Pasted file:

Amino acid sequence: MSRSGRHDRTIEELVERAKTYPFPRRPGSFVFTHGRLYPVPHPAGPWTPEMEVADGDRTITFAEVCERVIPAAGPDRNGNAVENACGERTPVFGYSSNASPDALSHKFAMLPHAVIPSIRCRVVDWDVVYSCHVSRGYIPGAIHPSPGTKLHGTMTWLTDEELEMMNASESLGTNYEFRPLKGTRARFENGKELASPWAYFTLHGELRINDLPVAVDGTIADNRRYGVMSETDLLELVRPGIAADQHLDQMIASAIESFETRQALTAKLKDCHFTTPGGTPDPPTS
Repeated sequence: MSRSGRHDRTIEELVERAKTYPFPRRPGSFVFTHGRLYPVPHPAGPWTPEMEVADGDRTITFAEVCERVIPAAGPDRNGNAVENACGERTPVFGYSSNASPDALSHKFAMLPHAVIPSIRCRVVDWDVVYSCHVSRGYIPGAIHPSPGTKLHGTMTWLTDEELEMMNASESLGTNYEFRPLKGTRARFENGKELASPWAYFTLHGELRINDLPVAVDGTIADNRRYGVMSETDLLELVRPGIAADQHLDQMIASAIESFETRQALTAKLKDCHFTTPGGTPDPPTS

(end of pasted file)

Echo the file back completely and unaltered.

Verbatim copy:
Amino acid sequence: MSRSGRHDRTIEELVERAKTYPFPRRPGSFVFTHGRLYPVPHPAGPWTPEMEVADGDRTITFAEVCERVIPAAGPDRNGNAVENACGERTPVFGYSSNASPDALSHKFAMLPHAVIPSIRCRVVDWDVVYSCHVSRGYIPGAIHPSPGTKLHGTMTWLTDEELEMMNASESLGTNYEFRPLKGTRARFENGKELASPWAYFTLHGELRINDLPVAVDGTIADNRRYGVMSETDLLELVRPGIAADQHLDQMIASAIESFETRQALTAKLKDCHFTTPGGTPDPPTS
Repeated sequence: MSRSGRHDRTIEELVERAKTYPFPRRPGSFVFTHGRLYPVPHPAGPWTPEMEVADGDRTITFAEVCERVIPAAGPDRNGNAVENACGERTPVFGYSSNASPDALSHKFAMLPHAVIPSIRCRVVDWDVVYSCHVSRGYIPGAIHPSPGTKLHGTMTWLTDEELEMMNASESLGTNYEFRPLKGTRARFENGKELASPWAYFTLHGELRINDLPVAVDGTIADNRRYGVMSETDLLELVRPGIAADQHLDQMIASAIESFETRQALTAKLKDCHFTTPGGTPDPPTS